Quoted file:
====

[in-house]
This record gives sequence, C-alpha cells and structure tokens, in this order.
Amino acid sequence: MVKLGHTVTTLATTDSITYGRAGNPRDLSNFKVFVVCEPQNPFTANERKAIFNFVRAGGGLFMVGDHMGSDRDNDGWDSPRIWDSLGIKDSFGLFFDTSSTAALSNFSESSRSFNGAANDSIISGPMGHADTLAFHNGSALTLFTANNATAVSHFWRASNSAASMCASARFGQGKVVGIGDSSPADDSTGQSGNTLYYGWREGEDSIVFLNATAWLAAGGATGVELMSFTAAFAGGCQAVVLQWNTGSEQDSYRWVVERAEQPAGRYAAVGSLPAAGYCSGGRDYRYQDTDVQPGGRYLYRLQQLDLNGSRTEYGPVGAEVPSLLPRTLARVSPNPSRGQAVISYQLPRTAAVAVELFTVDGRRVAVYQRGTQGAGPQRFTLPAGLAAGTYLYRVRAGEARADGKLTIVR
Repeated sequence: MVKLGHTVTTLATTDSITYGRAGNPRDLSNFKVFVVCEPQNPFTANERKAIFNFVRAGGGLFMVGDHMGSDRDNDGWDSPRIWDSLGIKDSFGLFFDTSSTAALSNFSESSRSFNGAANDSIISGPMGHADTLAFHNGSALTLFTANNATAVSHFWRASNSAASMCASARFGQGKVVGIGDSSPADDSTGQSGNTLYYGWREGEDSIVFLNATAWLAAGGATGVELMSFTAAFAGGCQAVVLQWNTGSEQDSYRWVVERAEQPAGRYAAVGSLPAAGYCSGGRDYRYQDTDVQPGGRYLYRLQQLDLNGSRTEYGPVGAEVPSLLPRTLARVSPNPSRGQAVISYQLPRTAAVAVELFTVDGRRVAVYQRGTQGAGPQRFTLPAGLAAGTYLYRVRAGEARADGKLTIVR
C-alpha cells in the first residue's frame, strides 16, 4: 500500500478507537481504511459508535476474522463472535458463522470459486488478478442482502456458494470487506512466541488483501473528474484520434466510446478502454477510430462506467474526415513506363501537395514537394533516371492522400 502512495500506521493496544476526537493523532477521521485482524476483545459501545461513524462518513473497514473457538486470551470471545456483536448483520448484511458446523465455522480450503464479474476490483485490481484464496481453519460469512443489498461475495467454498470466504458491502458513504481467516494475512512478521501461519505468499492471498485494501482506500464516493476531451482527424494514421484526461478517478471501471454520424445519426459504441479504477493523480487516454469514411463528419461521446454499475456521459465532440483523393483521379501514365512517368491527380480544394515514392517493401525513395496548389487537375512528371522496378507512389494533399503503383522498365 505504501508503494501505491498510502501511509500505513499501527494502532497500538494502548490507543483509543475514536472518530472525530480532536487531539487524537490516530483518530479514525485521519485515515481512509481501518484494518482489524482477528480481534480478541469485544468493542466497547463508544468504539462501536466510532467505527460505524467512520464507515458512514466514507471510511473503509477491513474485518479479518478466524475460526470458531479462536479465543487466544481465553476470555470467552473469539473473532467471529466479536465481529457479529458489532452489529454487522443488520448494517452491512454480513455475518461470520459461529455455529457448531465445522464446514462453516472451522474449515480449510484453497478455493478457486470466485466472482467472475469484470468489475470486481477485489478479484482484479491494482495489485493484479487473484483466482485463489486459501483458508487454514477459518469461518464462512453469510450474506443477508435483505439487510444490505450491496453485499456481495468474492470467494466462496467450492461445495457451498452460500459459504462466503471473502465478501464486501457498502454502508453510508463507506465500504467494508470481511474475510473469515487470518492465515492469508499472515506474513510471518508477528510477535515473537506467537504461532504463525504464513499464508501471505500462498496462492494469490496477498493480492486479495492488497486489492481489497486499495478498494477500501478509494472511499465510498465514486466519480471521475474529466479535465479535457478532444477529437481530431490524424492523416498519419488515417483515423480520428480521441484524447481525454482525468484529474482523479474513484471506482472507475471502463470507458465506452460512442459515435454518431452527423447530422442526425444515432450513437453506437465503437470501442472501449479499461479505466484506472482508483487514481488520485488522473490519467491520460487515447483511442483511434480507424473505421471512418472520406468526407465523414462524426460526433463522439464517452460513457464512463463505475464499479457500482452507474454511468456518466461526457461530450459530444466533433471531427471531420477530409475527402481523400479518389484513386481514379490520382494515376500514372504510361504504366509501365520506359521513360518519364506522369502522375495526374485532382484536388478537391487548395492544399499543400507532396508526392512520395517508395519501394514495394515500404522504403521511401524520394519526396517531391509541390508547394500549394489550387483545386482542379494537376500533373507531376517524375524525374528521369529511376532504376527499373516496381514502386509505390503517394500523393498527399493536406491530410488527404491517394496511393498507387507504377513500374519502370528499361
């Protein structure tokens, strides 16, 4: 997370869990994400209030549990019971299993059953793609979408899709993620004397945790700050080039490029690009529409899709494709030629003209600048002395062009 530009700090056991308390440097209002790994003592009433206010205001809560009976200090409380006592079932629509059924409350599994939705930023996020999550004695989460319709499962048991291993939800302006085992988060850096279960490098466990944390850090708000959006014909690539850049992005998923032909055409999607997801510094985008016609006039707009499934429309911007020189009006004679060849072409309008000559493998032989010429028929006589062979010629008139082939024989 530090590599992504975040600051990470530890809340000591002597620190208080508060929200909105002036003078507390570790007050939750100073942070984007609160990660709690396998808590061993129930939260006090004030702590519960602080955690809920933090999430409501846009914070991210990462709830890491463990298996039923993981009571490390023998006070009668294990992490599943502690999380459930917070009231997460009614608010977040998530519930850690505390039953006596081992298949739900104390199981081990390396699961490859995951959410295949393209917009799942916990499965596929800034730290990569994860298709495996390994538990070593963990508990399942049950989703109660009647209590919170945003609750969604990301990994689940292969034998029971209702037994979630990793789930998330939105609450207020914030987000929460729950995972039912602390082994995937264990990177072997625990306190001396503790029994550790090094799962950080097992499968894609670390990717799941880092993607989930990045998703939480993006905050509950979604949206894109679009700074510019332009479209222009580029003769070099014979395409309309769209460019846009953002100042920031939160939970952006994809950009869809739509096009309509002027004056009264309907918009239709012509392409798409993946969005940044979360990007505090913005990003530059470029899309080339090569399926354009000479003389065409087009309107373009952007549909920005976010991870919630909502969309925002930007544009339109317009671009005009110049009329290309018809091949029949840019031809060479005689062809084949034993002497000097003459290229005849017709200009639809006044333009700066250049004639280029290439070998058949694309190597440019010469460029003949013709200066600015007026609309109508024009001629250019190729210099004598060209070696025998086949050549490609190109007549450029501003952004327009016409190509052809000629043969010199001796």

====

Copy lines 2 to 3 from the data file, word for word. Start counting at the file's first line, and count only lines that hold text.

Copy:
This record gives sequence, C-alpha cells and structure tokens, in this order.
Amino acid sequence: MVKLGHTVTTLATTDSITYGRAGNPRDLSNFKVFVVCEPQNPFTANERKAIFNFVRAGGGLFMVGDHMGSDRDNDGWDSPRIWDSLGIKDSFGLFFDTSSTAALSNFSESSRSFNGAANDSIISGPMGHADTLAFHNGSALTLFTANNATAVSHFWRASNSAASMCASARFGQGKVVGIGDSSPADDSTGQSGNTLYYGWREGEDSIVFLNATAWLAAGGATGVELMSFTAAFAGGCQAVVLQWNTGSEQDSYRWVVERAEQPAGRYAAVGSLPAAGYCSGGRDYRYQDTDVQPGGRYLYRLQQLDLNGSRTEYGPVGAEVPSLLPRTLARVSPNPSRGQAVISYQLPRTAAVAVELFTVDGRRVAVYQRGTQGAGPQRFTLPAGLAAGTYLYRVRAGEARADGKLTIVR